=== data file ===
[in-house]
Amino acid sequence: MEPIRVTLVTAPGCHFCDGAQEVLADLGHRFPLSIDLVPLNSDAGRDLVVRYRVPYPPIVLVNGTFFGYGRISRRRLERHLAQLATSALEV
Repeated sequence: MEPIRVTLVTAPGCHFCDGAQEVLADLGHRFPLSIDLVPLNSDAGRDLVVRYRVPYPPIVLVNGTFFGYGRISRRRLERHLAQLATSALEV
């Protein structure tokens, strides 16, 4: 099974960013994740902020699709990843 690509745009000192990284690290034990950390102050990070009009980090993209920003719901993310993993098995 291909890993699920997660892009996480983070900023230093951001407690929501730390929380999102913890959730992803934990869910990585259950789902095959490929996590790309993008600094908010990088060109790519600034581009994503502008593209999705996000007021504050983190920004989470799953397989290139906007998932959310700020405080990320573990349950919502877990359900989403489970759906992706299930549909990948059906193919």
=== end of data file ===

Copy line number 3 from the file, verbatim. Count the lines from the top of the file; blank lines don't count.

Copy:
Repeated sequence: MEPIRVTLVTAPGCHFCDGAQEVLADLGHRFPLSIDLVPLNSDAGRDLVVRYRVPYPPIVLVNGTFFGYGRISRRRLERHLAQLATSALEV